Take Route 66 to get to Gas Station Simulator
If you take the I-15 from Salt Lake City, Utah to Los Angeles, California, you can get there in 9 hours and 30 minutes. That’s my best time, at least — 9 hours and 38 minutes to be more precise.
If you’re looking to beat my record, here are a few tips: first, I am legally required to tell you that you should adhere to the speed limit, but that goes doubly so for that 30 minute stint through Arizona’s super snaky mountain trail. Second, choose a playlist that’ll keep you pumped (and awake) — I personally prefer MCR’s Three Cheers for Sweet Revenge, Miyavi’s Galyuu and Gagaku, and Daft Punk’s Discovery. Third, try not to eat or drink anything while on the road because that directly translates to bathroom breaks. You’ll need to stop for gas at least twice, so if you must go, go then. Speaking of stops, don’t bother with Las Vegas if that isn’t your final destination. While in Nevada, Mesquite comes before it and both Primm and Jean come after, these highway oases having far better gas stations for your road-tripping needs than the City of Sin.
I could go on and on about this interstate drive through seemingly endless dry desert — it’s a trip I try to make at least once every other year. So many of the signs and pit-stops along the way become iconic waypoints with charm, character, and memorable personalities. Who named Zzyzx Road? Why did they choose that spot for the Seven Magic Mountains? And just what is Alien Jerky made out of?
Something tells me DANGO Entertainment knows the answer to that last question — at least, that’s the vibe I got while playing Gas Station Simulator, where the point of the game is to “buy an abandoned gas station and restore it to its full glory.” Available on Steam for $19.99, Gas Station Simulator asks players to take a derelict gas station and turn it into the diamond of the desert — a memorable pit-stop between here and there (while firmly being neither here nor there). With at least 20 solid hours of gameplay and 20+ more for achievement-hunters, Gas Station Simulator is exactly like a gas station in the middle of nowhere — worth the stop but a little rough around the edges.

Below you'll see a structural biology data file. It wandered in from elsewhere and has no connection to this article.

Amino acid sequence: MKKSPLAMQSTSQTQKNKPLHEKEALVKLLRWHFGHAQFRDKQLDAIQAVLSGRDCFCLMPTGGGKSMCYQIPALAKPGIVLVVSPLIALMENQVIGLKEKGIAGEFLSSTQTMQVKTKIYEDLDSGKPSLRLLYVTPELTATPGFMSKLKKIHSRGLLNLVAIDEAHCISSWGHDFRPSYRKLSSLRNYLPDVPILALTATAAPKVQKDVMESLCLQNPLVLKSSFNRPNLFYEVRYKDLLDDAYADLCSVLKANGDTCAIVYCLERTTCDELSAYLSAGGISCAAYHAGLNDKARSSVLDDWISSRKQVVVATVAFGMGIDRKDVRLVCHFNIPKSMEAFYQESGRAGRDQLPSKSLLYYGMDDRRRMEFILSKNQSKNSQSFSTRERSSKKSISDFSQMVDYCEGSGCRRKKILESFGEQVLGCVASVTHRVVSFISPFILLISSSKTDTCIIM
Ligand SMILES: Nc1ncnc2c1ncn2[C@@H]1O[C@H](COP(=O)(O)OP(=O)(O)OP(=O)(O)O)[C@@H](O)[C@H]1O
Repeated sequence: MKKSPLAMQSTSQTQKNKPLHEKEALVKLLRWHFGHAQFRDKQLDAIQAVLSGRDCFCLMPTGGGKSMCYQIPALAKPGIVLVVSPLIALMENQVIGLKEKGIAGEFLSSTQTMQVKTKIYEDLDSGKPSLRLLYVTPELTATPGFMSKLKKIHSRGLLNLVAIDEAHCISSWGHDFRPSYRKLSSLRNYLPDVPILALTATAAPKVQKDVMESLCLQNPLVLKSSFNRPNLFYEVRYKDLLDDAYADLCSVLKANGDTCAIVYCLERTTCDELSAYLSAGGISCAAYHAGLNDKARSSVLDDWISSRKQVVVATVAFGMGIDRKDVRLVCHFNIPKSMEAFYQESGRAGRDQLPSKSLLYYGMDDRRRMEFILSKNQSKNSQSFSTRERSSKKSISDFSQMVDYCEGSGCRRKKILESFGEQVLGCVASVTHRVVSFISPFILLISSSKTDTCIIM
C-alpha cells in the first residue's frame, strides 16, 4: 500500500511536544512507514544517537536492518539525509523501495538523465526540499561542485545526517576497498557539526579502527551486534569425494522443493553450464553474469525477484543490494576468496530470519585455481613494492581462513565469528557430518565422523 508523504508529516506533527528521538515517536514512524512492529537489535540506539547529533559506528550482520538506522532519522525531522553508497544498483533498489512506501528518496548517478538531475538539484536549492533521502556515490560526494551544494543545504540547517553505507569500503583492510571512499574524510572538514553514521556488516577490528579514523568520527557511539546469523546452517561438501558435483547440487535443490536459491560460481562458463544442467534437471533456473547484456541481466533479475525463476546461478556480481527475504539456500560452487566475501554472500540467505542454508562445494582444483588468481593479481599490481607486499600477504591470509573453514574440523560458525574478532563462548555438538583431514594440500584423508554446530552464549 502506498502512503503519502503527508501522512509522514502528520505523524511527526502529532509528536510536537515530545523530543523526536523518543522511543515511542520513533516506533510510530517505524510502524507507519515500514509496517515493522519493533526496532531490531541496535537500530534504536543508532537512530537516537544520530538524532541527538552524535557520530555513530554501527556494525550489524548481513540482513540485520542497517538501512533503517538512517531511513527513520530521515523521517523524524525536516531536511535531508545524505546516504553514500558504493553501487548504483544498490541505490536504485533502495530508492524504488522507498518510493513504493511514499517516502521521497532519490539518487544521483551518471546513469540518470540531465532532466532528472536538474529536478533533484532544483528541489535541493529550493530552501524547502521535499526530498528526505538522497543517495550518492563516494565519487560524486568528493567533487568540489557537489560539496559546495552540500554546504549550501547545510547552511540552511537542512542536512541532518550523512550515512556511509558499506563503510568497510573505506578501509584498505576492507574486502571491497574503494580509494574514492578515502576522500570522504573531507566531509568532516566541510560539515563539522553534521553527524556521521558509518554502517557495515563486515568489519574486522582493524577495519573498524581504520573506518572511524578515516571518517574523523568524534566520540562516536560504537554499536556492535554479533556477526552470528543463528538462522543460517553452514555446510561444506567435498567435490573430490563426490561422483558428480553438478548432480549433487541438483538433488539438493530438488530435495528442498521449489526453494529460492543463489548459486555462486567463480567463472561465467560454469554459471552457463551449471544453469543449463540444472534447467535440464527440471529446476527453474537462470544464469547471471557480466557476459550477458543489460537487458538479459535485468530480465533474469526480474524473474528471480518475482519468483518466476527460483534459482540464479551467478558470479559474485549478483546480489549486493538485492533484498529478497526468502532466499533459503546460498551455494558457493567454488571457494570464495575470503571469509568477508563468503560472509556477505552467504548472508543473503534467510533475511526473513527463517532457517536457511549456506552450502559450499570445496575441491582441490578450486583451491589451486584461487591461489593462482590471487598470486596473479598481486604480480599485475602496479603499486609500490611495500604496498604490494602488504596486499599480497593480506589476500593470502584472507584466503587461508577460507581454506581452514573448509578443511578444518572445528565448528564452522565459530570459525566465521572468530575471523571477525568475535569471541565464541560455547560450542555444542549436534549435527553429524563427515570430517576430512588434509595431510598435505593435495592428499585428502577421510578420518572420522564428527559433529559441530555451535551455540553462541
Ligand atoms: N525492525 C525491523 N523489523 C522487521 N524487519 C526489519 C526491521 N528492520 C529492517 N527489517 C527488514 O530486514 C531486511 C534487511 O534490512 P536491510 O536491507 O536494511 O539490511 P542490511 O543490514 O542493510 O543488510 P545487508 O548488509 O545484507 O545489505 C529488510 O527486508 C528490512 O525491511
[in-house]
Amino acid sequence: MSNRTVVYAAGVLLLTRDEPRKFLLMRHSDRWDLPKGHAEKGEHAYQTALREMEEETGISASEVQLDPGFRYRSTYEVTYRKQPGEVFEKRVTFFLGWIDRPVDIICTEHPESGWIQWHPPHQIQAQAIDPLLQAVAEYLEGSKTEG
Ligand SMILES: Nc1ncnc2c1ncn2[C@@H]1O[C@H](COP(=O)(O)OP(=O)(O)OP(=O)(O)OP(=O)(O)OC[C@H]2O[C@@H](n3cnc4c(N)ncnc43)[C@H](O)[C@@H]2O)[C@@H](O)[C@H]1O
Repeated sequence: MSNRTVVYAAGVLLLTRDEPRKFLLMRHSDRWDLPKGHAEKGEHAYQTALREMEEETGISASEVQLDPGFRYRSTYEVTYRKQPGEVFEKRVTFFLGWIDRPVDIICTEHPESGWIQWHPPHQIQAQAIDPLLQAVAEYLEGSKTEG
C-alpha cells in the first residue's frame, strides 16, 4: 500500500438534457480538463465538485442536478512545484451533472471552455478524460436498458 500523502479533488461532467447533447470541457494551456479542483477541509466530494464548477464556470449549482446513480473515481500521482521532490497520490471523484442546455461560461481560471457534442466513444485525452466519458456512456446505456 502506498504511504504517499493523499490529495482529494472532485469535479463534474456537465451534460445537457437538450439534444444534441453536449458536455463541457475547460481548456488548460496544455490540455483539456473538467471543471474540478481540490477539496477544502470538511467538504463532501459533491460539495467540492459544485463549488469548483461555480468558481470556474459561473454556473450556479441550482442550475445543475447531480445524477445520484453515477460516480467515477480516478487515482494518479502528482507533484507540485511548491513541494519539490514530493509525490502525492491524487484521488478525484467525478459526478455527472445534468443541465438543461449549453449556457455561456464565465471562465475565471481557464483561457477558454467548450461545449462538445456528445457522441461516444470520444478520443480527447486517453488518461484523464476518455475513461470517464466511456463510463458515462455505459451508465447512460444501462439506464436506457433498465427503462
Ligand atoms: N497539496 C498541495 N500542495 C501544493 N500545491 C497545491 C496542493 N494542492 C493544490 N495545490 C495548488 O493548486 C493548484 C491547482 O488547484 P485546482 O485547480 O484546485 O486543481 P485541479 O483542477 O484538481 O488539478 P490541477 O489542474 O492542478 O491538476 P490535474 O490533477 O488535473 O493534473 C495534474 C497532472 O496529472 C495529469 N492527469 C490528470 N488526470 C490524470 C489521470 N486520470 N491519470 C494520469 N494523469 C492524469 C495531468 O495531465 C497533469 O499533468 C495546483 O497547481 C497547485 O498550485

Gas Station Simulator has a pretty straightforward premise: you buy a gas station, you renovate it. Your current task will always be available for you to see at any time, so you always know what you need to focus on at any given moment. Hiring staff, earning a certain amount, or upgrading your gas station to the next level are all tasks you’ll be assigned throughout gameplay, working towards the main goal of repaying your loan that allowed you to buy this business in the first place.
At first, it’ll just be you serving gas via one pump to customers off Route 66. Eventually, your little slice of civilization will grow to include more pumps, a convenience store, a garage, and even a few attractions that will allow road-trippers to get out and stretch their legs a bit. In spirit, Gas Station Simulator absolutely captures this interesting-yet-uninteresting piece of humanity. I was literally stuck to my seat for hours on end, unable to pry myself away to even take a sip of my drink. The level of obsession I had with getting my gas station to run smoothly was intense, and I’m honestly more relieved than anything that I’ve beaten the game and freed myself from its addictive grasp (I mean this in the best possible way, it’s damn good fun).
In practice, Gas Station Simulator is a little odd to run through, especially if you’re familiar with any stretch of this corner of the U.S. For example, I’m assuming we’re supposed to be in California due to the California Highway Patrol (and no other state) showing up for gas and goods, but there’s a pretty large city within view of my podunk gas station, and if that’s supposed to be LA, well… I guarantee you, there’s no way you can see LA from any sort of gas station that isn’t encased within the county-wide concrete jungle.
Additionally, I have to ask if European developers think we don’t pump our gas here in the U.S., as this is the second open road game I’ve played this year made by our friends across the pond that had me working pumps (the first being Road 96). I get that it’s just another game mechanic to keep players in a loop, but for the record, only Oregon and New Jersey don’t allow self-serve gas; the rest of us pull up to the pump and take care of fueling ourselves.